There is a pervasive idea in Western culture that humans are essentially rational, deftly sorting fact from fiction, and, ultimately, arriving at timeless truths about the world. This line of thinking holds that humans follow the rules of logic, calculate probabilities accurately, and make decisions about the world that are perfectly informed by all available information. Conversely, failures to make effective and well-informed decisions are often chalked up to failures of human reasoning—resulting, say, from psychological tics or cognitive biases… Models of social learning help us see that this picture of human learning and rationality is dangerously distorted. What we see in these models is that even perfectly rational—albeit simple—agents who learn from others in their social network can fail to form true beliefs about the world, even when more than adequate evidence is available. In other words, individually rational agents can form groups that are not rational at all.
At first glance that your beliefs are a product of the people you surround yourself with is quite banal. Of course most us haven’t personally verified even a fraction of our “knowledge” – from the mathematical heuristics we learn in school to the actual size of Greenland.
In fact the ability to share information – both bad and good – is a major factor in our success as a species.
But unpack this a little more – as the authors of this book do masterfully – and it starts to dawn how devastating poor information hygiene really is. Your personal store of knowledge or model of the world isn’t so much the product of your own “filter”, but the filter of those around you. And around them. And around them….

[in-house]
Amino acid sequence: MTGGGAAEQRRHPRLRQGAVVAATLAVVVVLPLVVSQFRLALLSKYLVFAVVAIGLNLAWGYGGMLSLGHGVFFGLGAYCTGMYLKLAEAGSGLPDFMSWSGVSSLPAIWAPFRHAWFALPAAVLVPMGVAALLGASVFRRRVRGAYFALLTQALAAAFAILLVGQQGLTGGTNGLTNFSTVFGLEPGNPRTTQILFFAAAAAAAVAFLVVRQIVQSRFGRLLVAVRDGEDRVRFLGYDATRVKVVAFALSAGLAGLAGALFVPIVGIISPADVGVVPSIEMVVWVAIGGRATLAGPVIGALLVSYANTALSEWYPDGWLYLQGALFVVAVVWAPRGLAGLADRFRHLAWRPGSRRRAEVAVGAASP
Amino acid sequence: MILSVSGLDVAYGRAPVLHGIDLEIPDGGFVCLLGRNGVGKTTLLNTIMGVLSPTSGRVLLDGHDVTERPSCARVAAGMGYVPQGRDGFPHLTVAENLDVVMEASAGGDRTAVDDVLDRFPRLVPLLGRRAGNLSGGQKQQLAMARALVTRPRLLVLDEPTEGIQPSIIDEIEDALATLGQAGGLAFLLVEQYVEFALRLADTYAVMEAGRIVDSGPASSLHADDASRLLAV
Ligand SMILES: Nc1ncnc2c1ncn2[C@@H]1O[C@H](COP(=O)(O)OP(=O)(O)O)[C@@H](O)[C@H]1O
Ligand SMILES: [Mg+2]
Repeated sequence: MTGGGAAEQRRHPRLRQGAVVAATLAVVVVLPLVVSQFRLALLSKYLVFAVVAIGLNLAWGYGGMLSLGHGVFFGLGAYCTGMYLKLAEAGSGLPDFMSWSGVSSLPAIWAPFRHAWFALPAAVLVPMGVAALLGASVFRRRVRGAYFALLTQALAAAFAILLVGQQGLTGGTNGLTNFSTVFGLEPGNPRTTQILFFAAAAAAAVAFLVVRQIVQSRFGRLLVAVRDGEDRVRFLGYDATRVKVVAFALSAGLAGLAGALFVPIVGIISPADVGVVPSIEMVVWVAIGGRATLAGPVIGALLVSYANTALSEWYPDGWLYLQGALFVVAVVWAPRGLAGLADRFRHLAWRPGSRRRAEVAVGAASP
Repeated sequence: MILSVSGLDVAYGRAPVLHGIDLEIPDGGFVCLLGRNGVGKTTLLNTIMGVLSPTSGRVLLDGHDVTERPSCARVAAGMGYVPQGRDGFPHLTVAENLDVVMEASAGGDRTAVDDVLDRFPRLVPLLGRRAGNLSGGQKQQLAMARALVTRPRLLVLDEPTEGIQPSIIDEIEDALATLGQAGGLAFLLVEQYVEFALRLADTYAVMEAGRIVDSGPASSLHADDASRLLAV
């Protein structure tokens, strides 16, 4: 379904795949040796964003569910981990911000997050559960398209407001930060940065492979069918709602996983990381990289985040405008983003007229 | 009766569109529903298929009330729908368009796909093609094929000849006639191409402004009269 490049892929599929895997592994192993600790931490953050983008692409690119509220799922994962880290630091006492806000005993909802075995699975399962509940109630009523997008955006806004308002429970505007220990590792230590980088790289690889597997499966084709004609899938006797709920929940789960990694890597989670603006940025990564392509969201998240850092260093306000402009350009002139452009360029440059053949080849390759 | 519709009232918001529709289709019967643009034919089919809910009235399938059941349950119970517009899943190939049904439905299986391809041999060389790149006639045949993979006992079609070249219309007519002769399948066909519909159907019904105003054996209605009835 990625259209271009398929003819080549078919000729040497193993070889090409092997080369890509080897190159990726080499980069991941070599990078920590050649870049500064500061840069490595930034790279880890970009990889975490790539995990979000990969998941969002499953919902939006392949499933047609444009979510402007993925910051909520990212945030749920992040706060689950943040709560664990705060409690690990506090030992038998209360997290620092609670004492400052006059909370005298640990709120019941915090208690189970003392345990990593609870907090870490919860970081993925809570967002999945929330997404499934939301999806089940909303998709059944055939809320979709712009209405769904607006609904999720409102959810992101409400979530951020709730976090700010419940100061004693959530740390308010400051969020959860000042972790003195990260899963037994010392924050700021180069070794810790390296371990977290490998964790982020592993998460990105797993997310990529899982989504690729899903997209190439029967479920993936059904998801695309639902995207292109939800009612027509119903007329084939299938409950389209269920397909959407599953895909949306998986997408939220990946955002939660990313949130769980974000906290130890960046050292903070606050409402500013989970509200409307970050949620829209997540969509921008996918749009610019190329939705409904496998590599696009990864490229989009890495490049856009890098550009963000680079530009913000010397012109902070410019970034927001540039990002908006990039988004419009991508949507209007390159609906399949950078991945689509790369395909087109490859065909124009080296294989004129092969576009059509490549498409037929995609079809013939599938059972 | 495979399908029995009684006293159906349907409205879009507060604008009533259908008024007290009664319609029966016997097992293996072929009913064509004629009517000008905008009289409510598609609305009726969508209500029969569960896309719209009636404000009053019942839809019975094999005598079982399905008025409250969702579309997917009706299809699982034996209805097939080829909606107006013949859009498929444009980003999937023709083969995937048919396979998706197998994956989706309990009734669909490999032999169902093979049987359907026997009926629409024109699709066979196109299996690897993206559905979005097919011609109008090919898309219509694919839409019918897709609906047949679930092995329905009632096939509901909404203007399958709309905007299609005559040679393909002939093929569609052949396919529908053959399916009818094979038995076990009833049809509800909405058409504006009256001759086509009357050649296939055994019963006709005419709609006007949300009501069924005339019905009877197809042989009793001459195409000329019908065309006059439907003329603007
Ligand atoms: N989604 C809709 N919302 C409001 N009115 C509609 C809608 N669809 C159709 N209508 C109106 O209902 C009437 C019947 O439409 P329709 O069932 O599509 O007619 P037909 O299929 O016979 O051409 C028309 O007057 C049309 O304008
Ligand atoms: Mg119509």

And, as the models that O’Connor and Weatherall construct show, it isn’t just deliberate misinformation that can affect those in a social network. In fact, misinformation is only one way companies etc. can subtly put their finger on the scale.
Rather, both deliberate and unconscious misunderstanding of uncertainty and randomness can filter through to the unwitting, not least by curtailing the possible or sending us down wrong tracks. And this is before adding the complexities of conformity bias, clustering and selection, distrust etc.
So, what to do? I don’t know. But consider this:
…we need to understand the social character of belief—and recognize that widespread falsehood is a necessary, but harmful, corollary to our most powerful tools for learning truths… When we open channels for social communication, we immediately face a trade-off. If we want to have as many true beliefs as possible, we should trust everything we hear. This way, every true belief passing through our social network also becomes part of our belief system. And if we want to minimize the number of false beliefs we have, we should not believe anything.
As always, my emphasis.